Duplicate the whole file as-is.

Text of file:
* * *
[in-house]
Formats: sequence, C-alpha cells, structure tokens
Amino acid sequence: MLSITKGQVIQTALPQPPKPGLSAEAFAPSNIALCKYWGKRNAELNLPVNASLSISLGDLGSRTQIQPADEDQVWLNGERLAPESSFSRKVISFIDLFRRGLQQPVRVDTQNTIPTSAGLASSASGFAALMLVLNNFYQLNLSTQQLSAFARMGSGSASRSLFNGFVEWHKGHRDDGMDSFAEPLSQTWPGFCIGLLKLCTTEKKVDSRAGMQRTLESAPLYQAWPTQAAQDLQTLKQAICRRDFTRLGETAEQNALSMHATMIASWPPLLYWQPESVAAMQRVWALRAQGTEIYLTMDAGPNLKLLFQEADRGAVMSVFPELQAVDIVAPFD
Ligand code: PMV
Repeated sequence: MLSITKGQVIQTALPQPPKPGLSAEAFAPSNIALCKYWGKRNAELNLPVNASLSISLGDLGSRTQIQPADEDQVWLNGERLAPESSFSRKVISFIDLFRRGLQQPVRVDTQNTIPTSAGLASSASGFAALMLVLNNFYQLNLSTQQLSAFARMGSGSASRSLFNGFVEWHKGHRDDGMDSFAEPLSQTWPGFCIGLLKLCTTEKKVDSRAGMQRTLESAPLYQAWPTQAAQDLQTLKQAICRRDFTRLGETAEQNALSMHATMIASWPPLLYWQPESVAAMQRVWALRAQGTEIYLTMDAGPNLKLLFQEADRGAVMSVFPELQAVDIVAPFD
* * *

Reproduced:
[in-house]
Formats: sequence, C-alpha cells, structure tokens
Amino acid sequence: MLSITKGQVIQTALPQPPKPGLSAEAFAPSNIALCKYWGKRNAELNLPVNASLSISLGDLGSRTQIQPADEDQVWLNGERLAPESSFSRKVISFIDLFRRGLQQPVRVDTQNTIPTSAGLASSASGFAALMLVLNNFYQLNLSTQQLSAFARMGSGSASRSLFNGFVEWHKGHRDDGMDSFAEPLSQTWPGFCIGLLKLCTTEKKVDSRAGMQRTLESAPLYQAWPTQAAQDLQTLKQAICRRDFTRLGETAEQNALSMHATMIASWPPLLYWQPESVAAMQRVWALRAQGTEIYLTMDAGPNLKLLFQEADRGAVMSVFPELQAVDIVAPFD
Ligand code: PMV
Repeated sequence: MLSITKGQVIQTALPQPPKPGLSAEAFAPSNIALCKYWGKRNAELNLPVNASLSISLGDLGSRTQIQPADEDQVWLNGERLAPESSFSRKVISFIDLFRRGLQQPVRVDTQNTIPTSAGLASSASGFAALMLVLNNFYQLNLSTQQLSAFARMGSGSASRSLFNGFVEWHKGHRDDGMDSFAEPLSQTWPGFCIGLLKLCTTEKKVDSRAGMQRTLESAPLYQAWPTQAAQDLQTLKQAICRRDFTRLGETAEQNALSMHATMIASWPPLLYWQPESVAAMQRVWALRAQGTEIYLTMDAGPNLKLLFQEADRGAVMSVFPELQAVDIVAPFD